Searching for a better life, many English families migrated to British colonies. Unfortunately, the majority of them traveled under extremely harsh conditions: overcrowding on the ships caused the majority of the immigrants to arrive diseased, famished, and destitute from the long journey across the ocean. For those families that arrived safely, modest prosperity was attainable, and many went on to make invaluable contributions to the development of the cultures of the new colonies. Research into the origins of individual families in North America revealed records of the immigration of a number of people bearing the name Peat or a variant listed above:
Peat Settlers in United States in the 17th Century
- Jo Peat, aged 38, who arrived in New England in 1635 
- Joe and John Peat, who settled in Boston in 1635
- John Peat, who landed in Virginia in 1649 
Peat Settlers in United States in the 18th Century
- Joshua Peat, who arrived in Jamaica in 1746 
- Richard Peat, who settled in Virginia in 1754
Peat Settlers in United States in the 19th Century
- Robert Peat, who landed in New York in 1824 
- George Peat, who arrived in Philadelphia in 1878
Peat migration to Canada +
Some of the first settlers of this family name were:
Peat Settlers in Canada in the 18th Century
- Mr. Epenetus Peat U.E. who settled in New Brunswick c. 1784 
Peat migration to Australia +
Emigration to Australia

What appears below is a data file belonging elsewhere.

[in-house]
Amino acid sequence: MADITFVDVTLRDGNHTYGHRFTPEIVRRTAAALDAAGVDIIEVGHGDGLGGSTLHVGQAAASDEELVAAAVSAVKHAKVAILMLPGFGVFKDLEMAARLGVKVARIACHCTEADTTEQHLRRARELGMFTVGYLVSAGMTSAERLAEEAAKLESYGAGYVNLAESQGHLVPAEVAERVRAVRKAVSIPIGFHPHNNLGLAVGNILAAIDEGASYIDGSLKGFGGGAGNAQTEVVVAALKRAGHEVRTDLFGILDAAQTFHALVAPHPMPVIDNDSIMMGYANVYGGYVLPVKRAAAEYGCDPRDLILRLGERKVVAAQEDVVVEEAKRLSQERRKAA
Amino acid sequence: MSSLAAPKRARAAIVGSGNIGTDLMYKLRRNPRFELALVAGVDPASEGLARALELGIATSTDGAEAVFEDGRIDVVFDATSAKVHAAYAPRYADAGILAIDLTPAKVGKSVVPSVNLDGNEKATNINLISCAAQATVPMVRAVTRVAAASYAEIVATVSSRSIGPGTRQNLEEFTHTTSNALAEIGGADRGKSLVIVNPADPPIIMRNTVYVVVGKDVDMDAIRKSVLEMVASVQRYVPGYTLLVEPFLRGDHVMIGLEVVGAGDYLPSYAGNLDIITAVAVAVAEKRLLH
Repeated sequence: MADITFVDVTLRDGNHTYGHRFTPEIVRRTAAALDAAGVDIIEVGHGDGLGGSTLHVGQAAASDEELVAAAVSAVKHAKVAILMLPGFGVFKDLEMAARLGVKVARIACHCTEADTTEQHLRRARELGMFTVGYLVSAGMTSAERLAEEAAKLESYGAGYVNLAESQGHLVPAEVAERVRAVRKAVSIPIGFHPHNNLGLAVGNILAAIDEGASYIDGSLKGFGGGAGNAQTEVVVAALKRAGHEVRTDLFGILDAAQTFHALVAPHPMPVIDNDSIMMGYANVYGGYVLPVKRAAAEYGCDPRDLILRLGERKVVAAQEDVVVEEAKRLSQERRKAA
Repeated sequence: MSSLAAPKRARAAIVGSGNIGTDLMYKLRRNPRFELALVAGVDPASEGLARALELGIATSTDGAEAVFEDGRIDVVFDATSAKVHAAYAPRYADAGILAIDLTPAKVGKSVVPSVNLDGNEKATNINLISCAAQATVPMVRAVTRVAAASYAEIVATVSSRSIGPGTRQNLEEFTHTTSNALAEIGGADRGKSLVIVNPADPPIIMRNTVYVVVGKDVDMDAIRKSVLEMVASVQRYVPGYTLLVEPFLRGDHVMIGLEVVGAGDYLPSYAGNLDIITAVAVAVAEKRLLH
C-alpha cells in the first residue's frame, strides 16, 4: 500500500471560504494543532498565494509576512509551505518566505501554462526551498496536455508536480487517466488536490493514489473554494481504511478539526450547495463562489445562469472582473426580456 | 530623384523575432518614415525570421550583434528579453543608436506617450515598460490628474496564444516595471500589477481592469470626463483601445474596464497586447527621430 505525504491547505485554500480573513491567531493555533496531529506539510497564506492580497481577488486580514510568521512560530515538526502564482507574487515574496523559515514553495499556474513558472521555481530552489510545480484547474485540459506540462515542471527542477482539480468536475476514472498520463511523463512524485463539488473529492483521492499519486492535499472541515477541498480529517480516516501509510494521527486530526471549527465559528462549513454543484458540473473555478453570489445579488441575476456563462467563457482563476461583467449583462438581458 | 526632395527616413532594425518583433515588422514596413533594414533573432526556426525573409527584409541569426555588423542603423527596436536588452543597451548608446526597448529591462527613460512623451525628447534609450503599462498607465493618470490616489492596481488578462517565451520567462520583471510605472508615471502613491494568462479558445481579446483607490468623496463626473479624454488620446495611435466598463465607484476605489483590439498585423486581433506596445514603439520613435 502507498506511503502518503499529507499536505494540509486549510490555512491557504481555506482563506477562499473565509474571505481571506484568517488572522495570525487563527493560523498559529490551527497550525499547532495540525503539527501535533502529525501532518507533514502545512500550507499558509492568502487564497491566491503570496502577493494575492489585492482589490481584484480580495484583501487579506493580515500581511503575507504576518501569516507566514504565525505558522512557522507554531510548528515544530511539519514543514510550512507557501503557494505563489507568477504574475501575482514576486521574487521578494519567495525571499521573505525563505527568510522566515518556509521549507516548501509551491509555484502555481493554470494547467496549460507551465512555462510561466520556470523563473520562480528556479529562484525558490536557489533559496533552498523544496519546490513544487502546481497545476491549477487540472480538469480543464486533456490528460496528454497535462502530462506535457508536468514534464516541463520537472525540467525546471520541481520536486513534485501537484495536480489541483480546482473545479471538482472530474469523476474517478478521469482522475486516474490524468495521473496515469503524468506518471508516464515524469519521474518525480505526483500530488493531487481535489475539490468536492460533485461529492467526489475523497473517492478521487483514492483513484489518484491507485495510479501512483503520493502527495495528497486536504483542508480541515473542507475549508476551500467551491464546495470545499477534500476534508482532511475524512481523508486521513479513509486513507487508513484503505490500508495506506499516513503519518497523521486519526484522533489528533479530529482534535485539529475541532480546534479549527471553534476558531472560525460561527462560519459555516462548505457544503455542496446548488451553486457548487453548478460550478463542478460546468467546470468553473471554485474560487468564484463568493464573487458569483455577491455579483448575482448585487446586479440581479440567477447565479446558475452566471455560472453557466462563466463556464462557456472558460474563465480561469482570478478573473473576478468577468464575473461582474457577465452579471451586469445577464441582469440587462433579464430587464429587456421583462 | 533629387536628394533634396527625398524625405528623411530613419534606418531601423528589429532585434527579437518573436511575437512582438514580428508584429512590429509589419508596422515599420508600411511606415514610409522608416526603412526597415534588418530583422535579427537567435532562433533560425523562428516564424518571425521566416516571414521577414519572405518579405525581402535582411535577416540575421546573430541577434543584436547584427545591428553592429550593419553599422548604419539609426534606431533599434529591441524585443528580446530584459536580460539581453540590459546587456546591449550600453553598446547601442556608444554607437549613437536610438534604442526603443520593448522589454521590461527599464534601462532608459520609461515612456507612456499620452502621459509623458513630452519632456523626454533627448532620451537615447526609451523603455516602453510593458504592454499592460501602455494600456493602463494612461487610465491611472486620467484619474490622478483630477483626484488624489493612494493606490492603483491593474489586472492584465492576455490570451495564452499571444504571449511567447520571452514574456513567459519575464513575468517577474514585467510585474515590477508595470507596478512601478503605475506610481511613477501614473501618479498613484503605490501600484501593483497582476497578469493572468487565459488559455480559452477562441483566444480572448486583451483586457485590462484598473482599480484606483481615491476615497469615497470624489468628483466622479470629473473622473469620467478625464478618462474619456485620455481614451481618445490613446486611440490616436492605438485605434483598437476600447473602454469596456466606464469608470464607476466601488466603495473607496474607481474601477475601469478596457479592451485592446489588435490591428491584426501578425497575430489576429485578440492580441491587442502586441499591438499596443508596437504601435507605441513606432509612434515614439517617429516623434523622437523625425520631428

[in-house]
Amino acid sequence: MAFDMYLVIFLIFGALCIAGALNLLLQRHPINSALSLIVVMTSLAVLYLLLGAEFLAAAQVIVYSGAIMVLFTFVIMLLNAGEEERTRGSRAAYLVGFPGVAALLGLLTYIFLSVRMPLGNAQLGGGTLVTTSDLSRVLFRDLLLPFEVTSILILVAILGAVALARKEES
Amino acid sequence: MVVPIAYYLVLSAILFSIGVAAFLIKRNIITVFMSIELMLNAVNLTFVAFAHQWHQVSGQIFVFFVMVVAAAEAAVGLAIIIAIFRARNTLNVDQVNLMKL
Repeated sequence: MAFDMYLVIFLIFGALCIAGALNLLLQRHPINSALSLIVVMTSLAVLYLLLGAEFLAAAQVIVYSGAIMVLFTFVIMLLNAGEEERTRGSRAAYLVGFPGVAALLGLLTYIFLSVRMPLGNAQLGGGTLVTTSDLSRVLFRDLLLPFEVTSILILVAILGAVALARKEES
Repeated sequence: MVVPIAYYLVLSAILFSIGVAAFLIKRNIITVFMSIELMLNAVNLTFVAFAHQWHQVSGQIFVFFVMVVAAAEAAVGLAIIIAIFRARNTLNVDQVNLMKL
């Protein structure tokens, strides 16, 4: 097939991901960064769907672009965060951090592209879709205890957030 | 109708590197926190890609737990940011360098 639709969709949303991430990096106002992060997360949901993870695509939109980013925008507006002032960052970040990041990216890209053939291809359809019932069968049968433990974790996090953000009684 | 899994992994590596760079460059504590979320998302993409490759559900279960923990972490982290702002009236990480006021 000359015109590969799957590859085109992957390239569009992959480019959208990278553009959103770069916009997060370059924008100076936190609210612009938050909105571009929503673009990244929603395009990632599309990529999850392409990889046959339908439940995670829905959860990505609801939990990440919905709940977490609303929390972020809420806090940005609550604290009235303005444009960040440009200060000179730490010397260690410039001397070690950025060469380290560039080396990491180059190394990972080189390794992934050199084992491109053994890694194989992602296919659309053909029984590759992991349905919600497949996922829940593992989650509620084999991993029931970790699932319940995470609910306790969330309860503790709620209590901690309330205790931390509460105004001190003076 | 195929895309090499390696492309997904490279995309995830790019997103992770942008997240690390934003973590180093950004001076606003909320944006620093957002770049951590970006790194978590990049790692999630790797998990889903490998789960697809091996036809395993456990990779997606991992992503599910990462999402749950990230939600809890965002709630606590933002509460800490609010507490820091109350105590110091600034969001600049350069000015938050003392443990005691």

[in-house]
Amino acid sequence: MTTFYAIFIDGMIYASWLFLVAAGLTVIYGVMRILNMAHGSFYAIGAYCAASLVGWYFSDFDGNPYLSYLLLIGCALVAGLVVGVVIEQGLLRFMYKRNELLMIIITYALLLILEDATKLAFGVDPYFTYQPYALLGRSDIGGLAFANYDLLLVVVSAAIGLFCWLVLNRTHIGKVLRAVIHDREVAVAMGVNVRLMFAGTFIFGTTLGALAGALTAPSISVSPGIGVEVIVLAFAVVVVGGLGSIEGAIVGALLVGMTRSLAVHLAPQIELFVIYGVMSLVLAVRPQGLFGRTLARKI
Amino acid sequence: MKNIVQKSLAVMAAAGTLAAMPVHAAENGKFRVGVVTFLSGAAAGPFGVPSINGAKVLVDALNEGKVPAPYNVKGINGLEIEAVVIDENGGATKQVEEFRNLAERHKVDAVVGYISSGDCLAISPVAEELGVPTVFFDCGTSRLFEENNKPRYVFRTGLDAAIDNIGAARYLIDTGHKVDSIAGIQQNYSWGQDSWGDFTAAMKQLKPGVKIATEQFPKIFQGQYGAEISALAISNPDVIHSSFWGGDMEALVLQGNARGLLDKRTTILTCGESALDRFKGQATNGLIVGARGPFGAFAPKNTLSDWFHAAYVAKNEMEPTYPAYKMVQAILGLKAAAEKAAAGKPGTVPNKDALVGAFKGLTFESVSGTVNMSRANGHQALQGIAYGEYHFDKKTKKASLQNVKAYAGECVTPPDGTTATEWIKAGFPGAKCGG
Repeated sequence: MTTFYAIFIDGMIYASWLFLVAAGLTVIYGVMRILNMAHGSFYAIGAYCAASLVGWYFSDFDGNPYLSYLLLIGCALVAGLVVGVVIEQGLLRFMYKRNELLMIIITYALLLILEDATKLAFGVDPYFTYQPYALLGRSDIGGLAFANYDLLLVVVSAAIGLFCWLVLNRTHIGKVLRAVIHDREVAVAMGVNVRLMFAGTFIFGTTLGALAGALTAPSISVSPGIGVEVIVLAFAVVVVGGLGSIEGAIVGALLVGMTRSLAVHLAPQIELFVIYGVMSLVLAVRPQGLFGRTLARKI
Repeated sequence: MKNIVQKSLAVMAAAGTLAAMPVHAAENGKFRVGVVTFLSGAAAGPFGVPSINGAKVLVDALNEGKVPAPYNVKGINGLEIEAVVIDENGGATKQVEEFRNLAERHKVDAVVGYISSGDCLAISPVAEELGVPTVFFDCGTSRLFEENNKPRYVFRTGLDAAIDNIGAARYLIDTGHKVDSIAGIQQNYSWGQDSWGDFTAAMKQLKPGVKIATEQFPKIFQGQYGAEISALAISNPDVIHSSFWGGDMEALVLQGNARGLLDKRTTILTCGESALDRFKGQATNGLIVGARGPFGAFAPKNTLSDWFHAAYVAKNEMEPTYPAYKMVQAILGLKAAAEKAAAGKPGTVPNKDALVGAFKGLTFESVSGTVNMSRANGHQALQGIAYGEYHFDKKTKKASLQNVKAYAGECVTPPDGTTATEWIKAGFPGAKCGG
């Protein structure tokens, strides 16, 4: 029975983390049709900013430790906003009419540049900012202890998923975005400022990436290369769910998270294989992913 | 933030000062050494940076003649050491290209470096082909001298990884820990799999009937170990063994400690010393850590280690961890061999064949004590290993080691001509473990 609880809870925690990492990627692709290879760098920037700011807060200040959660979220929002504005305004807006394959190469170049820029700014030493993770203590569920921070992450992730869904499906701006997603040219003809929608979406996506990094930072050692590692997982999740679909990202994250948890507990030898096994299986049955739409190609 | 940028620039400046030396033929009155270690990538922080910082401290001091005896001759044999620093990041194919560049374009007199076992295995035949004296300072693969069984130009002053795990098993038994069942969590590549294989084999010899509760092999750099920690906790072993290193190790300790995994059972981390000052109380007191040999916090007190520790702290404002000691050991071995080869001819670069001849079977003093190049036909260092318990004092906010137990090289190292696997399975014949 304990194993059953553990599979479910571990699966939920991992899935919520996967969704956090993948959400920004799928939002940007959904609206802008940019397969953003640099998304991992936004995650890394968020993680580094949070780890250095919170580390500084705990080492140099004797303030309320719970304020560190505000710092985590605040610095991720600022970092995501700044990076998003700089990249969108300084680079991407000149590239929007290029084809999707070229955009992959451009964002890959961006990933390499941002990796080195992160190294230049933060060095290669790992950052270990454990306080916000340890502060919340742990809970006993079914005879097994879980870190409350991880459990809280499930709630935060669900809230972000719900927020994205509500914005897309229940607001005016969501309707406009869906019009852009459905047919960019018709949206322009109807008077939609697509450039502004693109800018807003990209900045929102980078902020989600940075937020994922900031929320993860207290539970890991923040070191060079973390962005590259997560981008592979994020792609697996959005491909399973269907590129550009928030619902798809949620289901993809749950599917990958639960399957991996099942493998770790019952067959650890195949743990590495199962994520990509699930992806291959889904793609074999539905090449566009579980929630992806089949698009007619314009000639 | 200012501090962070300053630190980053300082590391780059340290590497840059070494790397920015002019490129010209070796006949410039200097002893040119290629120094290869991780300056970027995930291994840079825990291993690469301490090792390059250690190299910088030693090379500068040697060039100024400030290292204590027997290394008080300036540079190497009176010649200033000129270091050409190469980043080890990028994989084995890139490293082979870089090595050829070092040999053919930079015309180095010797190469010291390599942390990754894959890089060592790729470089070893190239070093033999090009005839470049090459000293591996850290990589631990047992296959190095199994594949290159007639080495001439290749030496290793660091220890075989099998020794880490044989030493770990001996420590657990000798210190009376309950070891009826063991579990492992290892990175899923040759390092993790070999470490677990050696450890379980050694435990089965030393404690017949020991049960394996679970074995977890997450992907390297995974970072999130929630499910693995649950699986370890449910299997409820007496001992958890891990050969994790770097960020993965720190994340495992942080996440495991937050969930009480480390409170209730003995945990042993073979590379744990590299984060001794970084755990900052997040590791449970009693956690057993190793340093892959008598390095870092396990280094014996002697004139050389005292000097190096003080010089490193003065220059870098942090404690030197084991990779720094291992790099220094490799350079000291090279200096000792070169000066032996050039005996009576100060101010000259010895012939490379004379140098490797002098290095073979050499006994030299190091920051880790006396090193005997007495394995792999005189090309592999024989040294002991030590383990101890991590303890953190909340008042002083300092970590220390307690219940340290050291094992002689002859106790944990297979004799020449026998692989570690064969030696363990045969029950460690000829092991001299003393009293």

followed the First Fleets
of convicts, tradespeople and early settlers. Early immigrants include:
Peat Settlers in Australia in the 19th Century
- Emily Peat, who arrived in Adelaide, Australia aboard the ship "Harpley" in 1848 
- Louisa Peat, who arrived in Adelaide, Australia aboard the ship "Harpley" in 1848 
- Ann Peat, who arrived in Adelaide, Australia aboard the ship "Lady Flora" in 1851 
Peat migration to New Zealand +
Emigration to New Zealand followed in the footsteps of the European explorers, such as Captain Cook (1769-70): first came sealers, whalers, missionaries, and traders. By 1838, the British New Zealand Company had begun buying land from the Maori tribes, and selling it to settlers, and, after the Treaty of Waitangi in 1840, many British families set out on the arduous six month journey from Britain to Aotearoa to start a new life. Early immigrants include:
Peat Settlers in New Zealand in the 19th Century
- George Peat, aged 27, a miner, who arrived in Auckland, New Zealand aboard the ship "Helenslee" in 1864
- Elizabeth Peat, aged 20, who arrived in Auckland, New Zealand aboard the ship "Helenslee" in 1864
- Elizabeth Peat, aged 2, who arrived in Auckland, New Zealand aboard the ship "Helenslee" in 1864